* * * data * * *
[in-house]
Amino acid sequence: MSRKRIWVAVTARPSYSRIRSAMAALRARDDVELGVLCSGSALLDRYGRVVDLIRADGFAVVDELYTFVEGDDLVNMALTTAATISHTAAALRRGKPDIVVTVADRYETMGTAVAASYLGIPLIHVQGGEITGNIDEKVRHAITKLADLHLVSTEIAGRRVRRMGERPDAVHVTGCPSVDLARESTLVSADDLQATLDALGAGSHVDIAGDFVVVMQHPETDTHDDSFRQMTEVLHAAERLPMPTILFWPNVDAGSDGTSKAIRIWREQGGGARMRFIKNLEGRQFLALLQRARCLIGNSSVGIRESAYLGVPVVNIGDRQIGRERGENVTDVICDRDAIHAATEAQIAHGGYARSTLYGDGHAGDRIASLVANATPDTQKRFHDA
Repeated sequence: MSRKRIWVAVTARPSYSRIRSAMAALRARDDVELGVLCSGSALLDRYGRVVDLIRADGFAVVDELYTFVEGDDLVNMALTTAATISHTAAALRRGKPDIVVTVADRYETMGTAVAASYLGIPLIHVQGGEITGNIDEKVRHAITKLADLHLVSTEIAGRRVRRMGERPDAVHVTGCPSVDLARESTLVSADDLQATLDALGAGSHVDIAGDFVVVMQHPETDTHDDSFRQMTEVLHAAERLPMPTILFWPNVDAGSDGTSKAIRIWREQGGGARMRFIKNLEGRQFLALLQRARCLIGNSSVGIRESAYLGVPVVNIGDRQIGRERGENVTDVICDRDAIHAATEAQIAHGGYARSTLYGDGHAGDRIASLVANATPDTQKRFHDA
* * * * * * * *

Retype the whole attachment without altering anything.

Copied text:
[in-house]
Amino acid sequence: MSRKRIWVAVTARPSYSRIRSAMAALRARDDVELGVLCSGSALLDRYGRVVDLIRADGFAVVDELYTFVEGDDLVNMALTTAATISHTAAALRRGKPDIVVTVADRYETMGTAVAASYLGIPLIHVQGGEITGNIDEKVRHAITKLADLHLVSTEIAGRRVRRMGERPDAVHVTGCPSVDLARESTLVSADDLQATLDALGAGSHVDIAGDFVVVMQHPETDTHDDSFRQMTEVLHAAERLPMPTILFWPNVDAGSDGTSKAIRIWREQGGGARMRFIKNLEGRQFLALLQRARCLIGNSSVGIRESAYLGVPVVNIGDRQIGRERGENVTDVICDRDAIHAATEAQIAHGGYARSTLYGDGHAGDRIASLVANATPDTQKRFHDA
Repeated sequence: MSRKRIWVAVTARPSYSRIRSAMAALRARDDVELGVLCSGSALLDRYGRVVDLIRADGFAVVDELYTFVEGDDLVNMALTTAATISHTAAALRRGKPDIVVTVADRYETMGTAVAASYLGIPLIHVQGGEITGNIDEKVRHAITKLADLHLVSTEIAGRRVRRMGERPDAVHVTGCPSVDLARESTLVSADDLQATLDALGAGSHVDIAGDFVVVMQHPETDTHDDSFRQMTEVLHAAERLPMPTILFWPNVDAGSDGTSKAIRIWREQGGGARMRFIKNLEGRQFLALLQRARCLIGNSSVGIRESAYLGVPVVNIGDRQIGRERGENVTDVICDRDAIHAATEAQIAHGGYARSTLYGDGHAGDRIASLVANATPDTQKRFHDA